Summer is grinding towards its inevitable autumnal end and still nobody has thought to stage a World Cup, European Championships or Olympics. For shame. We should set up a tribunal, or at least an Oireachtas committee, to investigate. You can have your Wimbledons, Irish Opens and endless series of Lions’ friendly matches, but nothing beats the Big Three. A summer without one is like a summer without a Seanad debate on aggressive seagulls. It leaves us feeling cheated and empty inside.
Anyone suffering from withdrawal symptoms should spare a thought for Shane Ross. The Sports Minister was recently overcome with such panic that he blurted a plea for Ireland to host the Olympics. Ross’s giddy suggestion that Ireland launch an audacious coup to bring the world’s oldest games – the Olympics, that is, not political judicial appointments – to Ireland sank faster than a Spanish footballer in the penalty box. Rather than being given a gold medal for initiative, the poor Minister was slapped with the wooden spoon.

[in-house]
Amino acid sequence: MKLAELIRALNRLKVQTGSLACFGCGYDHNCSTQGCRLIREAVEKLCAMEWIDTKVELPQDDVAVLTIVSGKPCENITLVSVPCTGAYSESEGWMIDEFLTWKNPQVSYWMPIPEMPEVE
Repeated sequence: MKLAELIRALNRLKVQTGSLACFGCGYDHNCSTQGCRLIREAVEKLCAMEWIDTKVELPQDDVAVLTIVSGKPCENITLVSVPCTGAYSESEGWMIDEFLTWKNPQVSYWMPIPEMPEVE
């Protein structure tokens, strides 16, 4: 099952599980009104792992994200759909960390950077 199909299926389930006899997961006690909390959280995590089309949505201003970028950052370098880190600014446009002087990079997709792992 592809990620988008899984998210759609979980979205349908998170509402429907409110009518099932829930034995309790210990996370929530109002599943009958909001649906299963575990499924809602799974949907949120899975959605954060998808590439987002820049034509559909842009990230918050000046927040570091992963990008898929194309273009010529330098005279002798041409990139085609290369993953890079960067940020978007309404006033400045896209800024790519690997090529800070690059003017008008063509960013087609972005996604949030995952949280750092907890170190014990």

Cynical pundits were not giving Ross the credit he deserves. After all, we have enough TDs who want to bring the Greek economy to Ireland, so it’s a welcome change to have one determined to import their games. If anyone can do it, it is surely Ross, for whom the Olympics is a natural fit. The original Games were established during a time of widespread societal upheaval and have since soared to the status of global phenomenon, a fitting metaphor for his political career. Indeed, Heracles, the mythological founder of the Games, was regarded as a demi-God among his people for instilling security in Ancient Greece, which is precisely how Ross is viewed in Stepaside.